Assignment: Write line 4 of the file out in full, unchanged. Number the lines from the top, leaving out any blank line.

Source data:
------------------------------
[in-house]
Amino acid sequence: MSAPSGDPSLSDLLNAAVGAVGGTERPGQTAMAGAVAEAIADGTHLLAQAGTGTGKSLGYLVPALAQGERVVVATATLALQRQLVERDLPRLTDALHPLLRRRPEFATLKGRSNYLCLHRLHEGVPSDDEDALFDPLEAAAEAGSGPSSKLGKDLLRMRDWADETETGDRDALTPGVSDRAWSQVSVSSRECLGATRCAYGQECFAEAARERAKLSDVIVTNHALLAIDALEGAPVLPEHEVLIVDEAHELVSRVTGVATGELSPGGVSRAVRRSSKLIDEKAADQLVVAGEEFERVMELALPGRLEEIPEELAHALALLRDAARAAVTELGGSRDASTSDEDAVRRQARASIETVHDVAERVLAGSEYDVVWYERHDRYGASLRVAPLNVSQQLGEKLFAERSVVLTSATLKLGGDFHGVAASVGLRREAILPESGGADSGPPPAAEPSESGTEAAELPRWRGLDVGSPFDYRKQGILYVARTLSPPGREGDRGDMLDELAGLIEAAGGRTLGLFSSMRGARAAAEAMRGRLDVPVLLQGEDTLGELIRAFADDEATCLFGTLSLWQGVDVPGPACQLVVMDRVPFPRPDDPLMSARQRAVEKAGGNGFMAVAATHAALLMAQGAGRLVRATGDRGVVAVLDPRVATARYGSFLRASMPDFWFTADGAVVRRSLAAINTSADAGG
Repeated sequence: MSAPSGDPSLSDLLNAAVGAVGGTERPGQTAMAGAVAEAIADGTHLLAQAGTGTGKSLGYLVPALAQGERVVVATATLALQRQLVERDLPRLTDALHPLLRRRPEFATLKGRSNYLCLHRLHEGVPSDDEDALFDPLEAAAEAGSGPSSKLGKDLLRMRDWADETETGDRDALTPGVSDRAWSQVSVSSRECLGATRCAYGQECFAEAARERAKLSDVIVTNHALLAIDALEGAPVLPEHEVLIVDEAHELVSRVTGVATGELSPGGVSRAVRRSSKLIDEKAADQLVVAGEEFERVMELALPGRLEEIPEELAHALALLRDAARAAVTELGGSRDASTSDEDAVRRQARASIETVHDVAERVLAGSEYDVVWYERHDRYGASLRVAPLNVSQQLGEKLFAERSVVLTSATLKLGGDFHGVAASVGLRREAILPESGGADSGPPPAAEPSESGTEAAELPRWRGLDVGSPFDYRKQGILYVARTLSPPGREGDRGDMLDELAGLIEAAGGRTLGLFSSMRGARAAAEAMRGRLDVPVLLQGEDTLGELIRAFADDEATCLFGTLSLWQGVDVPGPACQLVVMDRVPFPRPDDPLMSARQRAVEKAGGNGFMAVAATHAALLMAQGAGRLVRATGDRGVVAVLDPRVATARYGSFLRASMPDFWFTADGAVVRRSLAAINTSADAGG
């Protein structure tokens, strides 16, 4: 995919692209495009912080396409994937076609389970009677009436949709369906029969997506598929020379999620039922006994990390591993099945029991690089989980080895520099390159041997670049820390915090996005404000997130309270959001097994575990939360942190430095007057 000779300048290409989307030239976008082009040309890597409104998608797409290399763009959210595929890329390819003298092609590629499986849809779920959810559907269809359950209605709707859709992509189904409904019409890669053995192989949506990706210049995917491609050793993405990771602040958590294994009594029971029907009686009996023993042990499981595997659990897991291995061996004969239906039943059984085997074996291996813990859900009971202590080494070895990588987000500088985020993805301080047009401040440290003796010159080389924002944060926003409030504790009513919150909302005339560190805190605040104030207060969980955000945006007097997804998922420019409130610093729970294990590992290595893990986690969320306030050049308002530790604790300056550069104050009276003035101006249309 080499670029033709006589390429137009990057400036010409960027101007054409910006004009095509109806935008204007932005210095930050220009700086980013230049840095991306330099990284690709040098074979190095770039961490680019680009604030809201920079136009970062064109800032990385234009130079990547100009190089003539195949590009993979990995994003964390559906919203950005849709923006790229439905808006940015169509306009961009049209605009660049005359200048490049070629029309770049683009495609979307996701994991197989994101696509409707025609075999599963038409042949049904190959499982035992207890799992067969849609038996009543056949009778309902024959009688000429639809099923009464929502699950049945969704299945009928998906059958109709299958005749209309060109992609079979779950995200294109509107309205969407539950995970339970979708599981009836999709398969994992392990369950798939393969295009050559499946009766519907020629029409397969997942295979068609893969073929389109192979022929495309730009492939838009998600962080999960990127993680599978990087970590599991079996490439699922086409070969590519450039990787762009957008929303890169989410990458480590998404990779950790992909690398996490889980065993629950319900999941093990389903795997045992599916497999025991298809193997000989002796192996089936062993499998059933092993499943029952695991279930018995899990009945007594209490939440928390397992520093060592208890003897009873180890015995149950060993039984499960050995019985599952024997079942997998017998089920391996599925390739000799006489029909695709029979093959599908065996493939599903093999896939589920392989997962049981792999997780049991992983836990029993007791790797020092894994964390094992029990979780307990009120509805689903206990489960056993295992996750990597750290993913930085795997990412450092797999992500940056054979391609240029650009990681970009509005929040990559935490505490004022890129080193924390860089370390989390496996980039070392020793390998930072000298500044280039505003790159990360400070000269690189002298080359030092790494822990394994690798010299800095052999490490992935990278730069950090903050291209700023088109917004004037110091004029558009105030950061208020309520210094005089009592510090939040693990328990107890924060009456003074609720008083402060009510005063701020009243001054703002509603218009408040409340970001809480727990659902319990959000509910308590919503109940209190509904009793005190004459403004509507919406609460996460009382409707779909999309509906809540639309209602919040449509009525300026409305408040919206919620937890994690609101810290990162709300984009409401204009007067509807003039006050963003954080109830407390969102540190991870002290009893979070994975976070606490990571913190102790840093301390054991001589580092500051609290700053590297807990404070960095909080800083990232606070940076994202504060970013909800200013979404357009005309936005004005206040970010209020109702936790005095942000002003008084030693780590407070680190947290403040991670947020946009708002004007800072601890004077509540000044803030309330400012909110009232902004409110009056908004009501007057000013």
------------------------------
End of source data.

């Protein structure tokens, strides 16, 4: 995919692209495009912080396409994937076609389970009677009436949709369906029969997506598929020379999620039922006994990390591993099945029991690089989980080895520099390159041997670049820390915090996005404000997130309270959001097994575990939360942190430095007057 000779300048290409989307030239976008082009040309890597409104998608797409290399763009959210595929890329390819003298092609590629499986849809779920959810559907269809359950209605709707859709992509189904409904019409890669053995192989949506990706210049995917491609050793993405990771602040958590294994009594029971029907009686009996023993042990499981595997659990897991291995061996004969239906039943059984085997074996291996813990859900009971202590080494070895990588987000500088985020993805301080047009401040440290003796010159080389924002944060926003409030504790009513919150909302005339560190805190605040104030207060969980955000945006007097997804998922420019409130610093729970294990590992290595893990986690969320306030050049308002530790604790300056550069104050009276003035101006249309 080499670029033709006589390429137009990057400036010409960027101007054409910006004009095509109806935008204007932005210095930050220009700086980013230049840095991306330099990284690709040098074979190095770039961490680019680009604030809201920079136009970062064109800032990385234009130079990547100009190089003539195949590009993979990995994003964390559906919203950005849709923006790229439905808006940015169509306009961009049209605009660049005359200048490049070629029309770049683009495609979307996701994991197989994101696509409707025609075999599963038409042949049904190959499982035992207890799992067969849609038996009543056949009778309902024959009688000429639809099923009464929502699950049945969704299945009928998906059958109709299958005749209309060109992609079979779950995200294109509107309205969407539950995970339970979708599981009836999709398969994992392990369950798939393969295009050559499946009766519907020629029409397969997942295979068609893969073929389109192979022929495309730009492939838009998600962080999960990127993680599978990087970590599991079996490439699922086409070969590519450039990787762009957008929303890169989410990458480590998404990779950790992909690398996490889980065993629950319900999941093990389903795997045992599916497999025991298809193997000989002796192996089936062993499998059933092993499943029952695991279930018995899990009945007594209490939440928390397992520093060592208890003897009873180890015995149950060993039984499960050995019985599952024997079942997998017998089920391996599925390739000799006489029909695709029979093959599908065996493939599903093999896939589920392989997962049981792999997780049991992983836990029993007791790797020092894994964390094992029990979780307990009120509805689903206990489960056993295992996750990597750290993913930085795997990412450092797999992500940056054979391609240029650009990681970009509005929040990559935490505490004022890129080193924390860089370390989390496996980039070392020793390998930072000298500044280039505003790159990360400070000269690189002298080359030092790494822990394994690798010299800095052999490490992935990278730069950090903050291209700023088109917004004037110091004029558009105030950061208020309520210094005089009592510090939040693990328990107890924060009456003074609720008083402060009510005063701020009243001054703002509603218009408040409340970001809480727990659902319990959000509910308590919503109940209190509904009793005190004459403004509507919406609460996460009382409707779909999309509906809540639309209602919040449509009525300026409305408040919206919620937890994690609101810290990162709300984009409401204009007067509807003039006050963003954080109830407390969102540190991870002290009893979070994975976070606490990571913190102790840093301390054991001589580092500051609290700053590297807990404070960095909080800083990232606070940076994202504060970013909800200013979404357009005309936005004005206040970010209020109702936790005095942000002003008084030693780590407070680190947290403040991670947020946009708002004007800072601890004077509540000044803030309330400012909110009232902004409110009056908004009501007057000013």